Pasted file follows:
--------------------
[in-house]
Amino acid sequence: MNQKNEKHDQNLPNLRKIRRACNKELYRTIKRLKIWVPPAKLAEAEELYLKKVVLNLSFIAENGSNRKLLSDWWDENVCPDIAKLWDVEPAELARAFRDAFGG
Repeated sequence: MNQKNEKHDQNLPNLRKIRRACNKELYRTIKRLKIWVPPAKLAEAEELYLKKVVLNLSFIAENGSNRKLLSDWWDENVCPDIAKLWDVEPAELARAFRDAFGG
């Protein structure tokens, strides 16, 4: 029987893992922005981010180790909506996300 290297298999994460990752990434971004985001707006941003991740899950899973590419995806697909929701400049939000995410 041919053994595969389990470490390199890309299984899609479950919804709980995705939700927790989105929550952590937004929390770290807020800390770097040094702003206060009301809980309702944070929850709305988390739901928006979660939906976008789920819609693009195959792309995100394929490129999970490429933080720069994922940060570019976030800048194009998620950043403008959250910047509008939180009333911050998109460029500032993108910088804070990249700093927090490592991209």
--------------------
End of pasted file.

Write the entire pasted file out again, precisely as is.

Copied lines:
[in-house]
Amino acid sequence: MNQKNEKHDQNLPNLRKIRRACNKELYRTIKRLKIWVPPAKLAEAEELYLKKVVLNLSFIAENGSNRKLLSDWWDENVCPDIAKLWDVEPAELARAFRDAFGG
Repeated sequence: MNQKNEKHDQNLPNLRKIRRACNKELYRTIKRLKIWVPPAKLAEAEELYLKKVVLNLSFIAENGSNRKLLSDWWDENVCPDIAKLWDVEPAELARAFRDAFGG
């Protein structure tokens, strides 16, 4: 029987893992922005981010180790909506996300 290297298999994460990752990434971004985001707006941003991740899950899973590419995806697909929701400049939000995410 041919053994595969389990470490390199890309299984899609479950919804709980995705939700927790989105929550952590937004929390770290807020800390770097040094702003206060009301809980309702944070929850709305988390739901928006979660939906976008789920819609693009195959792309995100394929490129999970490429933080720069994922940060570019976030800048194009998620950043403008959250910047509008939180009333911050998109460029500032993108910088804070990249700093927090490592991209």